Many teachers bristle at the idea of job security being tied to students’ scores, pointing out that test-based evaluation criteria for teachers ignores many other factors that affect student performance. A MORE teacher at a high-performing Queens middle school tells Working that even though his students are considered more academically driven, the pressure to base curricula around state exams reflects an attempt at “scientific management of the teaching process,” which evaluates an “extremely complex and subtle layer process… in this very flat way that doesn’t actually factor in all the things that make up a child’s academic achievement, which are outside the classroom and are completely outside of the control of the teacher.”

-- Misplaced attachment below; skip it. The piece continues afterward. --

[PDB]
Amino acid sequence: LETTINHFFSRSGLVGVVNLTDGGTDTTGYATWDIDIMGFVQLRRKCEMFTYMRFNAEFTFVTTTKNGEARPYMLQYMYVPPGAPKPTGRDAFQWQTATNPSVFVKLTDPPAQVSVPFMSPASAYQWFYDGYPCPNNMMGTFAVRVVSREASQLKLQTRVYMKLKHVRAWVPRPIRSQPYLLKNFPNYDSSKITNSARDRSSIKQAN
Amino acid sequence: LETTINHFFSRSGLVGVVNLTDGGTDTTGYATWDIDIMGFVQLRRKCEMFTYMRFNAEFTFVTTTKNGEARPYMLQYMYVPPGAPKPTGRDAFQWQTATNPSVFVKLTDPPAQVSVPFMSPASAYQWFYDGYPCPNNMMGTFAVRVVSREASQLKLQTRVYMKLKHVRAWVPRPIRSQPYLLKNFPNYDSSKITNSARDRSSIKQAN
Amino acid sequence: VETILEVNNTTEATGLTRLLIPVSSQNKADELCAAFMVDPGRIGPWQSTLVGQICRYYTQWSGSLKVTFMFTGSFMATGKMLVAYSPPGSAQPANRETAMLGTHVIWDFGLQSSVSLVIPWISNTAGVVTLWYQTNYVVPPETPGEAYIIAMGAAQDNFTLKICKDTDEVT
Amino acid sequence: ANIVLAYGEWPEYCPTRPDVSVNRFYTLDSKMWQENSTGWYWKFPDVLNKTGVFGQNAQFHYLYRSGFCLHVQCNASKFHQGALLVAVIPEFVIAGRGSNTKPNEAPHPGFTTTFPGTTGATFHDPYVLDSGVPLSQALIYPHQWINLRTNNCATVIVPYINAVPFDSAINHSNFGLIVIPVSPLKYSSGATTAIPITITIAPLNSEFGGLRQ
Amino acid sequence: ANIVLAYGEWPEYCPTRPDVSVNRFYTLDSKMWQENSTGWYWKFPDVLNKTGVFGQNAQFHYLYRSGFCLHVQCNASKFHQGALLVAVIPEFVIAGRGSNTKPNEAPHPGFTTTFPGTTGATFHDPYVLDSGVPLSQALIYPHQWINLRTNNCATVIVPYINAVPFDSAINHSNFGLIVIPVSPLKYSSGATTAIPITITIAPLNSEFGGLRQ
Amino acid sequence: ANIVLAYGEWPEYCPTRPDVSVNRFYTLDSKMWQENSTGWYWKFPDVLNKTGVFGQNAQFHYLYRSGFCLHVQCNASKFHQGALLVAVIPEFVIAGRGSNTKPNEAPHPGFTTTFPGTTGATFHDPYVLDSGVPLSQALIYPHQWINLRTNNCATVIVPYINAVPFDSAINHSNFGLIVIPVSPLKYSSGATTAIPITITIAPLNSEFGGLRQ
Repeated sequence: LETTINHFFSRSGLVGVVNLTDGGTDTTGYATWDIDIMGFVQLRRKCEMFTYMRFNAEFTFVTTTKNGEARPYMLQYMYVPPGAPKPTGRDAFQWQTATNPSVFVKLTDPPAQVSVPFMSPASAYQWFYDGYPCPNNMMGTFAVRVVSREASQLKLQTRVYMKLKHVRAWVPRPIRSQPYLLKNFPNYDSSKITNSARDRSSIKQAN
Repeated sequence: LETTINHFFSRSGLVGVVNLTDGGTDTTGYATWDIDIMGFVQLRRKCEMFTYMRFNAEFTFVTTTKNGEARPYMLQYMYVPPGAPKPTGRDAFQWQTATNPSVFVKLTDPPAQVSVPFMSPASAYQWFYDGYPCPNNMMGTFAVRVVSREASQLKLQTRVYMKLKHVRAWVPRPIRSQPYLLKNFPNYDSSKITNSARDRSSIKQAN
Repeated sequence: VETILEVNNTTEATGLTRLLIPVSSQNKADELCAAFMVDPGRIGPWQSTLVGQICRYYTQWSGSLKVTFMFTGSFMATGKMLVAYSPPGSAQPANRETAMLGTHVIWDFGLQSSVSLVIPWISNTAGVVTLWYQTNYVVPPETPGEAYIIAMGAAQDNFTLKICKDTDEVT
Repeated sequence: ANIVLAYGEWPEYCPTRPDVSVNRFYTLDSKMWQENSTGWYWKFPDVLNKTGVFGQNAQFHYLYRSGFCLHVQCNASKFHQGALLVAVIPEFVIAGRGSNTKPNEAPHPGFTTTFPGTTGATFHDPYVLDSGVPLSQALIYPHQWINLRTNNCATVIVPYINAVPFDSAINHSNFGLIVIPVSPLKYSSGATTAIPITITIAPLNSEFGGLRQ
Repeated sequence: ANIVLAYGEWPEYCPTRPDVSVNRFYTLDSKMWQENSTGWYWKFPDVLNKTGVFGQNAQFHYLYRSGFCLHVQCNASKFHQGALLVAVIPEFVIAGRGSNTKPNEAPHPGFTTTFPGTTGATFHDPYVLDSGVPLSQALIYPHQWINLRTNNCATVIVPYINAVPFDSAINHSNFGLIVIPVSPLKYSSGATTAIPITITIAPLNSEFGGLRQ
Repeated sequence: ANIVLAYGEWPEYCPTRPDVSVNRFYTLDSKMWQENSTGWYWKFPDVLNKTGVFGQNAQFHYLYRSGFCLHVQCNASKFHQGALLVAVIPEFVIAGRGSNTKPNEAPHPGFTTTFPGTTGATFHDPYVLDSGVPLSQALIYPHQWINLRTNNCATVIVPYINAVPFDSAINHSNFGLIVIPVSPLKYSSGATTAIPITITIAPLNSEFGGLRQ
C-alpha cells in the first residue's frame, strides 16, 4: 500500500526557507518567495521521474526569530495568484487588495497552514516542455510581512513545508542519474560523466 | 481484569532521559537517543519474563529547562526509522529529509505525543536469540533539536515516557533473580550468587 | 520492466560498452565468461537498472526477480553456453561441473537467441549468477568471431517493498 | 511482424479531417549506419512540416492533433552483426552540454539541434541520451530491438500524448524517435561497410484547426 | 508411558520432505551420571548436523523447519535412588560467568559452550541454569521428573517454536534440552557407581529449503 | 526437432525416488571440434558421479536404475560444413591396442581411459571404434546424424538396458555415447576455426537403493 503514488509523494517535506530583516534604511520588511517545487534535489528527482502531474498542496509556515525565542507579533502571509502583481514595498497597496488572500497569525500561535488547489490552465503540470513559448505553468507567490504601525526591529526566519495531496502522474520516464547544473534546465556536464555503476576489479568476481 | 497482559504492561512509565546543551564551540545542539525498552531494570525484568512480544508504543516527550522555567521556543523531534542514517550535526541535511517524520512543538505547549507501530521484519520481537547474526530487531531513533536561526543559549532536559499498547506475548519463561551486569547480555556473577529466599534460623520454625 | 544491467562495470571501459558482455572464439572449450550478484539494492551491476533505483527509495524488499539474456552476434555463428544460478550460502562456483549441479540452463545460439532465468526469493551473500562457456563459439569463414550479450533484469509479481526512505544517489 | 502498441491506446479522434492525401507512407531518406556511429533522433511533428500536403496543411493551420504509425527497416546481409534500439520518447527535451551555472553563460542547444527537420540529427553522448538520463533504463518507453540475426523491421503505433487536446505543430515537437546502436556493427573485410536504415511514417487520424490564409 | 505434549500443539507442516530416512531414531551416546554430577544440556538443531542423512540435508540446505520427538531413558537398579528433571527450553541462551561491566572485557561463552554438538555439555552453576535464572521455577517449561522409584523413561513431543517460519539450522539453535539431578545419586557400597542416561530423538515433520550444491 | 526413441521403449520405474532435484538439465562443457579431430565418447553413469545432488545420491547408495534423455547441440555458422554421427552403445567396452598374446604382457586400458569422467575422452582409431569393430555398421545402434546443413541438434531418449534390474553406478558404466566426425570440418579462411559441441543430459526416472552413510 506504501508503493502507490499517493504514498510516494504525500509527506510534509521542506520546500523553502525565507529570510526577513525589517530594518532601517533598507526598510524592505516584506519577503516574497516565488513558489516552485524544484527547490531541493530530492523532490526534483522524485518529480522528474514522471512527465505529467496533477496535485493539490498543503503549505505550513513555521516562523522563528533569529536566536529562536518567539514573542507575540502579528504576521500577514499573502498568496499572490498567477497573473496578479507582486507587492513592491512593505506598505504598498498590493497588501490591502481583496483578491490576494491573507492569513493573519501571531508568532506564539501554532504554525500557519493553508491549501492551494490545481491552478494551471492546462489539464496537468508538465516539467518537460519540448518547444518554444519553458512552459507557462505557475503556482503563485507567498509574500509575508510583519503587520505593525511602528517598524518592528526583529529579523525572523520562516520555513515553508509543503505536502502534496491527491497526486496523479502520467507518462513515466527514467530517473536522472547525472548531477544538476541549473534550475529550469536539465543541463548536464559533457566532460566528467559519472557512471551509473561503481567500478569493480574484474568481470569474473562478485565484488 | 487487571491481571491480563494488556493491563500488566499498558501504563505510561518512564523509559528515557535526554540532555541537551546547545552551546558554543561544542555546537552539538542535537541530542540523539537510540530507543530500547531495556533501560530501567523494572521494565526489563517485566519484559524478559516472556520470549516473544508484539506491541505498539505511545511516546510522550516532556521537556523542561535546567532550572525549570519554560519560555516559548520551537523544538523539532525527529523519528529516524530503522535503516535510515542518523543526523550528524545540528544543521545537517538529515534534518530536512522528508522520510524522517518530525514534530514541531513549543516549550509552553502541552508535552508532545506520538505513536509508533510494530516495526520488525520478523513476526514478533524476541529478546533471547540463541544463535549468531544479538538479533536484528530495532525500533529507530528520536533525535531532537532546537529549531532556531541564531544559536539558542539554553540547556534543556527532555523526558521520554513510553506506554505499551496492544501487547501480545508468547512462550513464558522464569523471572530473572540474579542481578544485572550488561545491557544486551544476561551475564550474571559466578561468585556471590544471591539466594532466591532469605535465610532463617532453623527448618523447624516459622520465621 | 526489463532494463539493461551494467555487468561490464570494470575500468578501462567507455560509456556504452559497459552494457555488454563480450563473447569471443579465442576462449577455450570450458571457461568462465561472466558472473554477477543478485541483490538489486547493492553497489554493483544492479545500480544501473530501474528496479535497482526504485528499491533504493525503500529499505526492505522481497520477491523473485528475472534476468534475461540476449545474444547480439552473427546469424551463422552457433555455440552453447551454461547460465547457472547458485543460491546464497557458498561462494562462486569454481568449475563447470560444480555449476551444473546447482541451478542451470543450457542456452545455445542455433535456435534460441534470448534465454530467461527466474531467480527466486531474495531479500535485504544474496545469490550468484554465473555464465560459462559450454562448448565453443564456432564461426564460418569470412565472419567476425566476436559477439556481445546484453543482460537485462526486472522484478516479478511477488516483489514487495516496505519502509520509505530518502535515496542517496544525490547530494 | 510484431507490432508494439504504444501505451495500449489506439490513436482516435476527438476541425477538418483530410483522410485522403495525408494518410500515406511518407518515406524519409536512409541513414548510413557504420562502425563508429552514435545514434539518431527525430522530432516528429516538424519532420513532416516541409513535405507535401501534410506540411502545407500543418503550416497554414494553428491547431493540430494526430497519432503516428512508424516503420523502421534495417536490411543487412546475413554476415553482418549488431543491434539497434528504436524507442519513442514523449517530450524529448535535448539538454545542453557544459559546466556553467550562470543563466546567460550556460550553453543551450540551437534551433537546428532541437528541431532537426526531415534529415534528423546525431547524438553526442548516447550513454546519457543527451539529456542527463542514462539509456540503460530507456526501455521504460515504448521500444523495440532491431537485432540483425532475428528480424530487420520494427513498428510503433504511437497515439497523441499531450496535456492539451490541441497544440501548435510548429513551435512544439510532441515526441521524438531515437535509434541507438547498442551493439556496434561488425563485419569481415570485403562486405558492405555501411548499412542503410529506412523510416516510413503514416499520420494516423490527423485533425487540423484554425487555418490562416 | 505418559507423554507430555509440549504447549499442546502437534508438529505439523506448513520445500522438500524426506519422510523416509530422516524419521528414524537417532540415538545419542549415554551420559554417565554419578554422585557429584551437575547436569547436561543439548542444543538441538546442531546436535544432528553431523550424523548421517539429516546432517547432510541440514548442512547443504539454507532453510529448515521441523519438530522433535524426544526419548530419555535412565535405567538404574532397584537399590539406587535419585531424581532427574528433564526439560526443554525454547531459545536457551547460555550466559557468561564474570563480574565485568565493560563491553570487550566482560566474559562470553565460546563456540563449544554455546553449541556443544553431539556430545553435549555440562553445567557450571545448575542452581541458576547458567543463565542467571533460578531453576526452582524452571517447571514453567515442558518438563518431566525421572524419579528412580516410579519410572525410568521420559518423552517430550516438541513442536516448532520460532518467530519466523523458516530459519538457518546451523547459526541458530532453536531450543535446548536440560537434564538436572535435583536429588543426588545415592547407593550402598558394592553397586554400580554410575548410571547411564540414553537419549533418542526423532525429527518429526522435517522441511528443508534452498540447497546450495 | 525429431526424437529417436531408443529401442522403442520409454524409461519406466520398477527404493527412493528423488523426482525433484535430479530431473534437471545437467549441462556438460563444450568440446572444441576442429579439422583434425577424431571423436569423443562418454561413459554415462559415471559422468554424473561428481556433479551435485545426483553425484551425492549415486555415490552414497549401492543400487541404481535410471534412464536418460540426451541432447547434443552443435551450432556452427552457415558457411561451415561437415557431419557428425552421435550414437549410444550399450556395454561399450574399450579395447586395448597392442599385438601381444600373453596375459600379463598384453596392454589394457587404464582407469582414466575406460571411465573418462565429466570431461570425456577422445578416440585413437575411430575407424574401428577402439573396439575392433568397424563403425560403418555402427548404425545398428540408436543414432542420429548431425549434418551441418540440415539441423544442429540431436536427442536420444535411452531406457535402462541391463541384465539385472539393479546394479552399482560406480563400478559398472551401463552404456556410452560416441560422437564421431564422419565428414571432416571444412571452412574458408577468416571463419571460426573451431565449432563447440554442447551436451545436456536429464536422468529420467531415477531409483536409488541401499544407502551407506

Among the extracurricular obstacles that could impact student performance are chronic poverty, family violence, unwanted pregnancy, epidemic asthma–or mass displacement from a sudden disaster like Superstorm Sandy.

For countless New York City students, life is full of real tests—the trials of survival in the face of deprivation and segregation. Their teachers might appreciate those overlooked everyday achievements, but so far, the city’s testing schemes fail to provide an answer key for the real-life challenges facing these youth, while continuing to cheat them out of a quality education.